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M.Gurunadha Babu, M.Venugopal, M.Phaniraj Kiran / International Journal of Engineering Research and Applications (IJERA) ISSN: 2248-9622 www.ijera.com Vol. 3, Issue 4, Jul-Aug 2013, pp. 399-403

Implementation of H.264 Decoder On Arm11 Mpcore M.Gurunadha Babu,M.Venugopal, M.Phaniraj Kiran Professor & HOD,ECE dept. Chilkur Balaji Institute of Technology,Hyderabad Emebedded software labs,Hyderabad Managing Director R&D, Consultant

Abstract The power dissipation in embedded processor core is an important parameter while increasing the process performance. With the advent of VLSI technology and the latest tools to design system on chip, the complexity, design time and verification time can be reduced. To increase the total processor performance, both the multiprocessor and multi threading systems are used for any application.ARM overcomes such design issues faced in the industry for any application. In a Multiprocessor design, each processor can use the uni-processor power management techniques, such as clock gating, keeping the processor in standby mode and voltage and frequency scaling. But it also has the ability to turn entire processor off to save all their consumed power while still executing lower demanding application workloads. One of the applications considered in this paper is implementation of H.264 video decoding using ARM MP Core ARM11.In H.264 video decoding implementation, the computational standard is two or three times higher than that of H.263 and MPEG-4 standard. The complex parts of the decoder in H.264 are the operation of entropy coding and De-blocking filters in the decoder. The reduction in computational complexity an algorithm is implemented for H.264 decoder. It contains a group-based CA VLC decoding method for H.264 entropy code tables and deblocking filter.

Keywords-

H.264;

CAVLC;

De-blocking

Filter;ARM11

I.

Introduction

ARM MPCore uses ARM11 micro Architecture and it can be configured to have one to four processors and can deliver very high performance. The power consumed by the above design using multiprocessing technique is the important parameter during the application development. In a Multiprocessing design, each processor can use the uni-processor power management techniques, such as clock gating, standby mode and voltage and frequency scaling. Also the entire processors can be off to save all their consumed power. Multiprocessor design such as ARM11 MPCore further reduce the cost of system development by delivering a multiprocessor can be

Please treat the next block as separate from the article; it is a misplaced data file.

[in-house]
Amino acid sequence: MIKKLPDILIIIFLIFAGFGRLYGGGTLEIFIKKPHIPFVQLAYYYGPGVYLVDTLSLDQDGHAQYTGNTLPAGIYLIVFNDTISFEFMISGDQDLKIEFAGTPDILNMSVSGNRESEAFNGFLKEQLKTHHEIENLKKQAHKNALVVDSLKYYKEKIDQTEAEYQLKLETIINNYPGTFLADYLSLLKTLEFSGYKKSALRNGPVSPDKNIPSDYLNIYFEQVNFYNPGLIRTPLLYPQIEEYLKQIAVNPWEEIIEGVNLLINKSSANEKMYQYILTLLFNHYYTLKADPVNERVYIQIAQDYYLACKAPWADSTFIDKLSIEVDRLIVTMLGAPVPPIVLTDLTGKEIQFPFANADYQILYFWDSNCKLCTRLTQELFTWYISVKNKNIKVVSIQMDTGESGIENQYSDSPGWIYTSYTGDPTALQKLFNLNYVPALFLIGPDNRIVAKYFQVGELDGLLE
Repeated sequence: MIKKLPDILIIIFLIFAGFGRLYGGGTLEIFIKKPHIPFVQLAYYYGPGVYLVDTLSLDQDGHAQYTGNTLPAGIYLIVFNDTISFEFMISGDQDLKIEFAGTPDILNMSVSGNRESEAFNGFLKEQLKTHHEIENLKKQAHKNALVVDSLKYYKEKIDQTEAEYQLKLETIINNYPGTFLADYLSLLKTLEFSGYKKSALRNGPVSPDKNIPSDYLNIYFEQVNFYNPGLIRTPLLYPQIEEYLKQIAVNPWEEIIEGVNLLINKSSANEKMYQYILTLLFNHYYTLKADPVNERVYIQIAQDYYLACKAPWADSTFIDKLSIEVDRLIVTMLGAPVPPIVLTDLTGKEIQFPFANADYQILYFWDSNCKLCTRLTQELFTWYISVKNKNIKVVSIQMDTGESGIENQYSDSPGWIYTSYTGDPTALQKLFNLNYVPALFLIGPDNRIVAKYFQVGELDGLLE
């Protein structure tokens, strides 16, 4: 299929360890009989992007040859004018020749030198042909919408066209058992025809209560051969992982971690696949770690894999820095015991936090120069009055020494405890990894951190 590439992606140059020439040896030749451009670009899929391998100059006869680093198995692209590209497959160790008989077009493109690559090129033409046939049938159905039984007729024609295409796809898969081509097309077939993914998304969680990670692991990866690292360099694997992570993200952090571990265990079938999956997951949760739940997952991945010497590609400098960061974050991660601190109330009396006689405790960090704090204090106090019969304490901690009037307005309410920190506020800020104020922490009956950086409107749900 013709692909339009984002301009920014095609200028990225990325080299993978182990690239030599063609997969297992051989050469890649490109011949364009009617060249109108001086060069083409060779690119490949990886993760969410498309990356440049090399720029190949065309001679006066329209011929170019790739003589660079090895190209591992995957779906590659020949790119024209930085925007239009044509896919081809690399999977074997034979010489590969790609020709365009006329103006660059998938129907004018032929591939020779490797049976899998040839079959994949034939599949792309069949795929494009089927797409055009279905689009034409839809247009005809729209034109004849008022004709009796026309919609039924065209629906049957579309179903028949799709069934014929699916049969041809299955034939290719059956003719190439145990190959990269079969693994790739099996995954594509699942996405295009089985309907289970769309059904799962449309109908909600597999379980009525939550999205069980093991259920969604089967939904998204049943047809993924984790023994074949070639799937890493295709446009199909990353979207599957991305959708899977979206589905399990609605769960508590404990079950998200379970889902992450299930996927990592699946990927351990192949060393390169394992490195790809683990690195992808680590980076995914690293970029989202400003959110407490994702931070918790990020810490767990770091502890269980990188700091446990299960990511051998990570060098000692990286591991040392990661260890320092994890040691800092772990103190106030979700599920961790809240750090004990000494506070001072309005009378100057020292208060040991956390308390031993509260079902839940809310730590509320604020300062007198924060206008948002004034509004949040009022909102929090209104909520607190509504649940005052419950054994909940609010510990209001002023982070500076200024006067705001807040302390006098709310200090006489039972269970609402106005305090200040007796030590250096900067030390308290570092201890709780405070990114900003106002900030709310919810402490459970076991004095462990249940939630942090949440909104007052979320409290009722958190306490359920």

considered as a single, configurable macro block. This block supports standard operating systems that are able to fully utilize the processor architecture any technical / legal issues. ARM11 MPCore can resolve a cache miss, or access to shared data and aroung 50% faster than a processor and could resolve data from a shared Level 2 cache. The scalable performance is very efficient in ARM11 MPCORE. The ARM11 MPCore processor provides software portability across single CPU and multiCPU designs. It provides an enhanced memory throughput of 1.3Gbytes/sec from a single CPU, and a multiprocessor solution delivers greater performance at lower frequencies than comparable single processor designs, offering significant cost savings to systems designers. The ARM 11 MPCore processor also simplifies otherwise complex multiprocessor design, reducing time-to-market and total design cost. The ARM 11 MP Core processor supports a fully coherent data cache, the designer has a flexibility with respect to various symmetric multiprocessing (SMP) and asymmetric multiprocessing (AMP), or any of this combination. The MP Core processor increases a solution's performance via the ability to cache shared data, increases system response and allow workloads to be balanced between different processors with portable multitasked applications and allow scalability using efficient processor utilization for multithreaded applications, for example H.264 video coding. The ARM 11 MP Core processor can be configured differently for various design requirements. The ARM 11 MP Core processor supports the ARMv6 architecture, with SIMD media extensions for next-generation rich multimedia and convergent devices. The processor supports Adaptive Shutdown of unused processors to give dynamic power consumption as low as 0.49 mW/MHz from a generic 130nm process excluding cache. ARM Intelligent Energy Manager (IEM) can further reduce consumption to as low as 0.30mW/MHz by dynamically predicting the required performance and lowering the required voltage and frequency. The ARM 11 MP Core enables System on chip (SOC) designers to view the core as a single